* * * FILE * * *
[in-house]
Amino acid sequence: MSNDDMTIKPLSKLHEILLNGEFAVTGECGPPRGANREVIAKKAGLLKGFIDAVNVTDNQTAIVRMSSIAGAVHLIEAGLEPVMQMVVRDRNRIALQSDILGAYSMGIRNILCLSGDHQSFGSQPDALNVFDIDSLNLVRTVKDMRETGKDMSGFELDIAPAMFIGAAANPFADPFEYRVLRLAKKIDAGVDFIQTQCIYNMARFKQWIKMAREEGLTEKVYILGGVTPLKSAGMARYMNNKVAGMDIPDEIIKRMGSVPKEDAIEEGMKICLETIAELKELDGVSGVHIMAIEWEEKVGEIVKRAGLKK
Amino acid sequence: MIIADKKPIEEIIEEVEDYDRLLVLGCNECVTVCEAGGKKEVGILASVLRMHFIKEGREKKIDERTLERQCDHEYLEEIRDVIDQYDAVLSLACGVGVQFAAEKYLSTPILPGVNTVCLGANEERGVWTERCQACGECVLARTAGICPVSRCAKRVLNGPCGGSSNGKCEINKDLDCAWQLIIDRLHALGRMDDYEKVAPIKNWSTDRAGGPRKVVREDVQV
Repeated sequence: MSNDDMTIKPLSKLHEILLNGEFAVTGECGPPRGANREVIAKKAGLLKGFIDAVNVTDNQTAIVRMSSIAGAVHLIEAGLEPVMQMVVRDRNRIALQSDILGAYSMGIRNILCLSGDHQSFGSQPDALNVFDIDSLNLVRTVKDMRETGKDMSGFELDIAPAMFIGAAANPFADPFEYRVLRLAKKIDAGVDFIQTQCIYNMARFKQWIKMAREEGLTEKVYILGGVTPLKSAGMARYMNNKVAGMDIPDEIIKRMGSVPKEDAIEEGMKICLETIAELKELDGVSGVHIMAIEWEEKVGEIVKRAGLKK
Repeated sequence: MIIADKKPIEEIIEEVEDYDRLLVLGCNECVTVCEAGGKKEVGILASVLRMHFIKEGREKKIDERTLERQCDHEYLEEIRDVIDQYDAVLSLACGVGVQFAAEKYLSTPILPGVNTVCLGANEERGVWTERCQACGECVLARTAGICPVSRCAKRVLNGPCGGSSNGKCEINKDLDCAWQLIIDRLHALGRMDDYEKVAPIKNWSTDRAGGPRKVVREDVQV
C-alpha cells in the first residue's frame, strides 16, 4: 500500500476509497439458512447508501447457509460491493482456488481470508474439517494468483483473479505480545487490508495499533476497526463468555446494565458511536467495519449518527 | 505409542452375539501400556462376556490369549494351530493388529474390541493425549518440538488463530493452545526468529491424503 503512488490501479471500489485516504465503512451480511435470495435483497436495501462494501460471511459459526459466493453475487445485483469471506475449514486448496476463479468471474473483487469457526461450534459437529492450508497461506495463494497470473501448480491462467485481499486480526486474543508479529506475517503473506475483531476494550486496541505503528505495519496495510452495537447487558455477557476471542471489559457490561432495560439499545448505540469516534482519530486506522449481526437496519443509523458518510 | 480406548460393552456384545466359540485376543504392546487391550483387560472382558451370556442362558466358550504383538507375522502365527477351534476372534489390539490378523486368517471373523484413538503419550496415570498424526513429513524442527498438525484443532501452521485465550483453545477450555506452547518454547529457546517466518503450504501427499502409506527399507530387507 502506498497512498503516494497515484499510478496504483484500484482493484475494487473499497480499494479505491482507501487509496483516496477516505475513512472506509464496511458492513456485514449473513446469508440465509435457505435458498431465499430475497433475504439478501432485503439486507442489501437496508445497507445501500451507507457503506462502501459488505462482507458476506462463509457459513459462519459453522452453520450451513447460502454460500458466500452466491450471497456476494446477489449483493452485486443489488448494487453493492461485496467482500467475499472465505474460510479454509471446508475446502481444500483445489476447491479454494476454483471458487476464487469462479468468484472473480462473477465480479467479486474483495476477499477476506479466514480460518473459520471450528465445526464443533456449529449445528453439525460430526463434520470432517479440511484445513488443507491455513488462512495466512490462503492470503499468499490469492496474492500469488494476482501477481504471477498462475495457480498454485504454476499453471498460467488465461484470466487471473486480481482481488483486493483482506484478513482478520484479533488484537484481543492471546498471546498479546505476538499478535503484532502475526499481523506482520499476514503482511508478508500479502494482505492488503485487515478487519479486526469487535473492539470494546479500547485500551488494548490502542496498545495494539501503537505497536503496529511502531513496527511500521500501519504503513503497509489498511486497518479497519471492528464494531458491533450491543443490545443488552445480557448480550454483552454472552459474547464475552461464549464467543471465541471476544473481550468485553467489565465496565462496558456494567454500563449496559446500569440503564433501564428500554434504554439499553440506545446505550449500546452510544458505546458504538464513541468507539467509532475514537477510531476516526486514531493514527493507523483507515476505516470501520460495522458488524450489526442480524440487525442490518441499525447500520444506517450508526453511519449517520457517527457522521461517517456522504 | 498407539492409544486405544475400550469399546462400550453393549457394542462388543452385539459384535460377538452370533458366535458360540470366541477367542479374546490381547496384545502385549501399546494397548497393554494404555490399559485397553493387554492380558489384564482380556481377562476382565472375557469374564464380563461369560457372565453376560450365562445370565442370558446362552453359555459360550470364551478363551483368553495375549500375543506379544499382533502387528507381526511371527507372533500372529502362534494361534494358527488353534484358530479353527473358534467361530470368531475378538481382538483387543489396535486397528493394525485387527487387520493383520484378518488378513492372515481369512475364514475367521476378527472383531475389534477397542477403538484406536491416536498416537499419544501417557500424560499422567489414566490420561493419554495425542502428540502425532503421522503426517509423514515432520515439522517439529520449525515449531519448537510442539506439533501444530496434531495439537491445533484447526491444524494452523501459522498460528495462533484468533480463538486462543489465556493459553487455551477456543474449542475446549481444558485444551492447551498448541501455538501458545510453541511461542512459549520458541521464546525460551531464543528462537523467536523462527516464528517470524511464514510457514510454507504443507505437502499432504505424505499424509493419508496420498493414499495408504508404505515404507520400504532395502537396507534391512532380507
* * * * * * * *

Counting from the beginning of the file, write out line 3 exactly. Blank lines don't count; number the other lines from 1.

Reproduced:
Amino acid sequence: MIIADKKPIEEIIEEVEDYDRLLVLGCNECVTVCEAGGKKEVGILASVLRMHFIKEGREKKIDERTLERQCDHEYLEEIRDVIDQYDAVLSLACGVGVQFAAEKYLSTPILPGVNTVCLGANEERGVWTERCQACGECVLARTAGICPVSRCAKRVLNGPCGGSSNGKCEINKDLDCAWQLIIDRLHALGRMDDYEKVAPIKNWSTDRAGGPRKVVREDVQV